[64] Jonathan Haidt, Why the Past 10 Years of American Life have been Uniquely Stupid, The Atlantic, April 11, 2022; David Brooks, The Fragmented Society, New York Times, May 20, 2016; Yuval Levin, The Fractured Republic: Renewing America’s Social Contract in the Age if Individualism, Basic Books, 2017; John Orbell, Langche Zeng, and Matthew Mulford, Individual Experience and the Fragmentation of Societies, American Sociological Review, Vol. 61, No. 6, 1996. Also see, Steven Levitsky and Daniel Ziblatt, How Wobbly Is Our Democracy?, New York Times, January 27, 2018; Steven Levitsky and Daniel Ziblatt, How Democracies Die, What History Tells Us About Our Future, Broadway Books, 2018.

[65] Samuel Kronen, Bridging Our Political Divide: Uncivil Agreement by Lilliana Mason – Book Review, Areo Magazine, June 13, 2019; Lilliana Mason, Uncivil Agreement: How Politics Became Our Identity, University of Chicago Press, 2018.

[66] Steven W. Webster, American Rage: How Anger Shapes Our Politics, Cambridge University Press, 2020; Noah Robertson and Patrik Jonsson, Americans are angry about … everything. Is that bad?, Christian Science Monitor, October 22, 2021; Cahir O’Doherty, How much anger can America take before it breaks?, Irish Central, June 23, 2022.

[67] Steven W. Webster, American Rage: How Anger Shapes Our Politics, Cambridge University Press, 2020; Noah Robertson and Patrik Jonsson, Americans are angry about … everything. Is that bad?, Christian Science Monitor, October 22, 2021; Cahir O’Doherty, How much anger can America take before it breaks?, Irish Central, June 23, 2022.

[68] R. Wayne Thorpe (Chair, Section of Dispute Resolution), Report to the House of Delegates: Resolution 108, American Bar Association, August 2011; Eric Sigurdson, Civility, the Rule of Law, and Lawyers: the ‘glue’ that binds society against social crisis – is incivility the ‘ugly new normal’ in government, politics, Sigurdson Post, November 25, 2016.

[69] Andrew Coyne, Where would Poilievre take the Conservatives? Not to the far right, but the far out, Globe and Mail, August 12, 2022.

[70] Thomas Piketty, Capital in the Twenty-First Century, Harvard University Press, 2014; Thomas Piketty, The Economics of Inequality, Harvard University Press, 2015.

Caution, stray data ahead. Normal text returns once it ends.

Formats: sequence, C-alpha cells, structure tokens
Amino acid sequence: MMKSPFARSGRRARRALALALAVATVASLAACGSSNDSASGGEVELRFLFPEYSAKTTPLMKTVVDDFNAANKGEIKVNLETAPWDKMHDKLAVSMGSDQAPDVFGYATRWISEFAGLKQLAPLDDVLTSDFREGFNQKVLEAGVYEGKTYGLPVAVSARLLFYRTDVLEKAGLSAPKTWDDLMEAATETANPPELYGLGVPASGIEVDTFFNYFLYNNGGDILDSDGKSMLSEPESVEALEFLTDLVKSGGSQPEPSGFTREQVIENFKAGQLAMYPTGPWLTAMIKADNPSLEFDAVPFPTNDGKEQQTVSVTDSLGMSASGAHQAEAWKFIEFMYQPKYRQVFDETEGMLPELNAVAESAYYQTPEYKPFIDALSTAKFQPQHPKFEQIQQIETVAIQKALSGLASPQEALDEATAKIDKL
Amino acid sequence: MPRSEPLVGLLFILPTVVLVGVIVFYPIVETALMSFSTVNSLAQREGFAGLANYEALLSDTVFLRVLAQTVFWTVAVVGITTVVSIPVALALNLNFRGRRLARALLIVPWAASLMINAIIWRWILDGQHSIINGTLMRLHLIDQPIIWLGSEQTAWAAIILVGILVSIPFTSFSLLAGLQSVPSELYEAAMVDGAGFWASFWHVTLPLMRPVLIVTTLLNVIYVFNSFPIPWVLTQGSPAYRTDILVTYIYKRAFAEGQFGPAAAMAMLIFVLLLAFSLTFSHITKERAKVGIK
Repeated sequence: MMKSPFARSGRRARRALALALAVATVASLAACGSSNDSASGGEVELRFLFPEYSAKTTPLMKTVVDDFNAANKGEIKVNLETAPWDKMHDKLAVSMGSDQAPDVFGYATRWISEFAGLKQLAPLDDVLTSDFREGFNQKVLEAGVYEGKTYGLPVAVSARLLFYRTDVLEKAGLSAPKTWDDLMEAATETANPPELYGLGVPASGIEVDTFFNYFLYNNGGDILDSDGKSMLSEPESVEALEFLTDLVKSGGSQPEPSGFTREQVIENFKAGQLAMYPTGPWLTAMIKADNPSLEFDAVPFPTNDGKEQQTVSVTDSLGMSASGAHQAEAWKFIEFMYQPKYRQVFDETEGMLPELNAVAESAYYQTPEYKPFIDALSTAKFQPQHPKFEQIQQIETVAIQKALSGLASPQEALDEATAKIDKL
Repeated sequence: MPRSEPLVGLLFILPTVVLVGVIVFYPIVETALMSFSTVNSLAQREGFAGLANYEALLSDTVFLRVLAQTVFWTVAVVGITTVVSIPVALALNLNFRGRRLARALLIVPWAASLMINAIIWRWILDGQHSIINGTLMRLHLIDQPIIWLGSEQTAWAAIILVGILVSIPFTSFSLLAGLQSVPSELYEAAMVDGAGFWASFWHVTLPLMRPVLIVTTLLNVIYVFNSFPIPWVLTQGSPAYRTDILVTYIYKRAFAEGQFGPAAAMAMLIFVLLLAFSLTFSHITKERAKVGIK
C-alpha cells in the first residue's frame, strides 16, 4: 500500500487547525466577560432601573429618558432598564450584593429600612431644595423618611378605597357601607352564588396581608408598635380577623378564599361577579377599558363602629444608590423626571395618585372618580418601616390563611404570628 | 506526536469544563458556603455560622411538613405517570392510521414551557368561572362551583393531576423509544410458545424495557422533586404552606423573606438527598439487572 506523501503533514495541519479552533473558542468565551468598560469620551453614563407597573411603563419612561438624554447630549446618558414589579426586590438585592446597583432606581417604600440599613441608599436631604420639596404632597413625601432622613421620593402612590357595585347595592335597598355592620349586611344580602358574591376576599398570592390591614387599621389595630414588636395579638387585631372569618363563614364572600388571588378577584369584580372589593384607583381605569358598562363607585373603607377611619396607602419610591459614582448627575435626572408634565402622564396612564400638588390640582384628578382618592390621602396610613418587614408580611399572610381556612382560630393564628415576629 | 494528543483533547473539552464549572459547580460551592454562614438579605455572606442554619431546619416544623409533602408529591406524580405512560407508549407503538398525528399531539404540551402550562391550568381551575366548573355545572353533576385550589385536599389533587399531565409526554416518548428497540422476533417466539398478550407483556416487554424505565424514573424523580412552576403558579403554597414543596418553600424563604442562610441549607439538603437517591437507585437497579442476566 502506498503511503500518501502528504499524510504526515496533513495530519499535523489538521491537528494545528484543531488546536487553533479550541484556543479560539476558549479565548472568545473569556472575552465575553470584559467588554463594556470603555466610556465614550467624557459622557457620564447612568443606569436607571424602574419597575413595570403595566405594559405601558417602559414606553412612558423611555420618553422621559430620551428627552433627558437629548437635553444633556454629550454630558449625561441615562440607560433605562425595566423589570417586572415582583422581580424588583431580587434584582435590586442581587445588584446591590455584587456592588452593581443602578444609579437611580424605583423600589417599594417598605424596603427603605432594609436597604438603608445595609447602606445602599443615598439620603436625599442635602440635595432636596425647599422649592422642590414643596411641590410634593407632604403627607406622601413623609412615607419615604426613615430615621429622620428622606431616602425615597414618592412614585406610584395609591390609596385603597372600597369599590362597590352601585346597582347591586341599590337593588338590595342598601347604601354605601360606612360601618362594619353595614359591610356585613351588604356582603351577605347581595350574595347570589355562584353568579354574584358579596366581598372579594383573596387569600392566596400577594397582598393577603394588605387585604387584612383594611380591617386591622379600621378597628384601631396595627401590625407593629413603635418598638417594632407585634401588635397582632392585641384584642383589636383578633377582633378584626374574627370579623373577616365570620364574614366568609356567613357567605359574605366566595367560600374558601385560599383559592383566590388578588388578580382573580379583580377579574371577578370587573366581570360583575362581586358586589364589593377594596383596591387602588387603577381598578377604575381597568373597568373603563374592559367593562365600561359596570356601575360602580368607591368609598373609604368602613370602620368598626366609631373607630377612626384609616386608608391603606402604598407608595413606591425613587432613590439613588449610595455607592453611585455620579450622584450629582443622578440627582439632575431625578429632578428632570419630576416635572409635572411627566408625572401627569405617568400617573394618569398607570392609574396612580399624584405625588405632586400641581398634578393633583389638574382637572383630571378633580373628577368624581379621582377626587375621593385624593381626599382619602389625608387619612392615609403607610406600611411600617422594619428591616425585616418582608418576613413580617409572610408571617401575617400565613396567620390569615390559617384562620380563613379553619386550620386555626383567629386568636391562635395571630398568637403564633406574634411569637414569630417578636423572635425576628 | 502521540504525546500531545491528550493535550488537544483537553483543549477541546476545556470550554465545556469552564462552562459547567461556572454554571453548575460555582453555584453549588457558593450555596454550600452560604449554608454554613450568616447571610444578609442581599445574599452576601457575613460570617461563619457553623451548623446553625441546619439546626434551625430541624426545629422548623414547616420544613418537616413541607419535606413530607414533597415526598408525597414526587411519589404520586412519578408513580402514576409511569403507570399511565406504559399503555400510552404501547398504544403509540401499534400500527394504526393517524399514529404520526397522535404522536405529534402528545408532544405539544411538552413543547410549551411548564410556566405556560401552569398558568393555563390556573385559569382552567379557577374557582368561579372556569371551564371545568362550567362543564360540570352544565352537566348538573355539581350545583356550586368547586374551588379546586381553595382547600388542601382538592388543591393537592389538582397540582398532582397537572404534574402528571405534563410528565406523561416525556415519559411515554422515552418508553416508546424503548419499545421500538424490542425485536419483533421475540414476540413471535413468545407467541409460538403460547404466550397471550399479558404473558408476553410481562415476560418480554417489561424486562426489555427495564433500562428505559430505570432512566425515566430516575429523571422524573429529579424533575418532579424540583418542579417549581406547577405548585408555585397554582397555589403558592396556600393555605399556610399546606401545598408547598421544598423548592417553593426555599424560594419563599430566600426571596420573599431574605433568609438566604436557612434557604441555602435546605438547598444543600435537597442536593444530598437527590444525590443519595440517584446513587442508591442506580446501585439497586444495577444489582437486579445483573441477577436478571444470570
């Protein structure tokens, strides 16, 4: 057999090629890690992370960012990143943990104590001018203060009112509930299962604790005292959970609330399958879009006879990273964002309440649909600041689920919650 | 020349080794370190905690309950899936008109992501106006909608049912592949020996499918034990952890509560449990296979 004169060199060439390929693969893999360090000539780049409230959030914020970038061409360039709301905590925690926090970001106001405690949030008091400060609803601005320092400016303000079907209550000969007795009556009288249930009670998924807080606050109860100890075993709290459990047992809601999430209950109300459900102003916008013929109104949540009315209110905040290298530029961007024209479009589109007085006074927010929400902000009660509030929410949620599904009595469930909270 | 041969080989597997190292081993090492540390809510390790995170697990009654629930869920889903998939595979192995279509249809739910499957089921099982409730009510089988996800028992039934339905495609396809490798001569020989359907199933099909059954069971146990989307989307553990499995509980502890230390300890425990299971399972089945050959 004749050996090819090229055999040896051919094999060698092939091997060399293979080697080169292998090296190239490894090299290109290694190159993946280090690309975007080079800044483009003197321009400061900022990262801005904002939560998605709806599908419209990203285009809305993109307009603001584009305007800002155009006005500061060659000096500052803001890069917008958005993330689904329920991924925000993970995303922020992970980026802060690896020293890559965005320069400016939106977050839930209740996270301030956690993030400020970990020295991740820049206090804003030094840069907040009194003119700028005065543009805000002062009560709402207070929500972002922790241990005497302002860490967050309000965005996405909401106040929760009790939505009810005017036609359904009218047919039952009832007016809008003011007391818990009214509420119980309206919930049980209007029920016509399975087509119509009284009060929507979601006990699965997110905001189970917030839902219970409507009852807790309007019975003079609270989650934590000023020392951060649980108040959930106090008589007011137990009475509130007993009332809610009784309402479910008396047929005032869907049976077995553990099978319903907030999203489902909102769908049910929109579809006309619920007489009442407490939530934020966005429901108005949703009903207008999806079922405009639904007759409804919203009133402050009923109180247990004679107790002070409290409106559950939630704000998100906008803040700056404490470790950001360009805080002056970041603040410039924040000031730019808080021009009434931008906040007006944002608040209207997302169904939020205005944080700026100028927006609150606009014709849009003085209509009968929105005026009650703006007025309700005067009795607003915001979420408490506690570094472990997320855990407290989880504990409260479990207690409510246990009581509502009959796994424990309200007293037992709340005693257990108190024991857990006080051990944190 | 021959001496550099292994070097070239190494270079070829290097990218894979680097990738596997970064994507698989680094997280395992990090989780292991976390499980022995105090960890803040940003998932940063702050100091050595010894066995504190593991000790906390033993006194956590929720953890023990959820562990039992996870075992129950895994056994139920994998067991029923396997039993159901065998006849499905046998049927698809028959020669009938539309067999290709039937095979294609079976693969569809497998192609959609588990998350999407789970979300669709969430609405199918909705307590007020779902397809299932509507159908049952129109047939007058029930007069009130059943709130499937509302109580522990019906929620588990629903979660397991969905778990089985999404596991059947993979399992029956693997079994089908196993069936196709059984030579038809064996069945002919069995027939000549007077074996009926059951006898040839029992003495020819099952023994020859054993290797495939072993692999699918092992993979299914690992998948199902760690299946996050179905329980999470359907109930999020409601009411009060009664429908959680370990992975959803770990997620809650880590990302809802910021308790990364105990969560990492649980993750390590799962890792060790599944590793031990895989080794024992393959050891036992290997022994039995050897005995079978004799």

[71] Eric Levitz, The One Percent Have Gotten $21 Trillion Richer Since 1989. The Bottom 50% Have Gotten Poorer, New York Magazine, June 16, 2019; Rec Nutting, The super rich elite have more money than they know what to do with, Market Watch, November 2, 2019; Jake Johnson, ‘Eye-Popping’: Analysis Shows Top 1% Gained $21 Trillion in Wealth Since 1989 While Bottom Half Lost $900 Billion, Common Dreams, June 14, 2019; David Harrison, Historic Asset Boom Passes by Half of Families, Wall Street Journal, August 30, 2019; Lola Fadulu, Study Shows Income Gap Between Rich and Poor Keeps Growing, With Deadly Effects, New York Times, September 10, 2019.

[72] Sophie Hardach, Here are 3 facts you need to know about inequality and populism, World Economic Forum, April 30, 2018.

[73] Hillary Hoffower, The typical US worker can no longer afford a family on a year’s salary, showing the dire state of America’s middle class, Business Insider, February 25, 2020; Hillary Hoffower, 6 findings that show the dire state of America’s middle class, Business Insider, May 23, 2019; Christopher Ingraham, This chart is the best explanation of middle-class finances you will ever see, Washington Post, February 24, 2020; Danielle Paquette, Living paycheck to paycheck is disturbingly common: ‘I see no way out’, Washington Post, December 28, 2018; Thomas Piketty, Capital and Ideology, Harvard University Press, 2020; Thomas Piketty, Capital in the Twenty-First Century, Harvard University Press, 2014; Thomas Piketty, The Economics of Inequality, Harvard University Press, 2015; Daniel Tencer, Canadians Increasingly Stuck in the Economic Conditions They Were Born In: StatCan: More and more, what your parents make determines what you will make, Huffington Post, February 11, 2021;

[74] Eric Sigurdson, Democracies under threat: Inclusive economies and (economic and political) institutions go hand-in-hand with a stable democracy – a way forward, Sigurdson Post, February 26, 2021.

[75] By civil discourse, we mean “robust, honest, frank and constructive dialogue and deliberation that seeks to advance the public interest” (Carli Brosseau, Executive Session: Civil Discourse in Progress, Frankly Speaking, Vol. 1, No. 2, October 27, 2011); Jennifer Kavanagh and Michael Rich, Truth Decay: An Initial Exploration of the Diminishing Role of Facts and Analysis in American Public Life, Rand, 2018, page 192.

[76] Jennifer Kavanagh and Michael Rich, Truth Decay: An Initial Exploration of the Diminishing Role of Facts and Analysis in American Public Life, Rand, 2018.

[77] Phoebe Griffith, Will Norman, Carmel O’Sullivan, and Rushanara Ali, Charm Offensive: Cultivating civility in 21st Century Britain, Young Foundation.org, 2011; Chris Hannay, Civility: It’s the glue that holds society together, Globe and Mail, July 12, 2013; John Hall, The importance of Being Civil: The Struggle for Political Decency, Princeton University Press, 2013.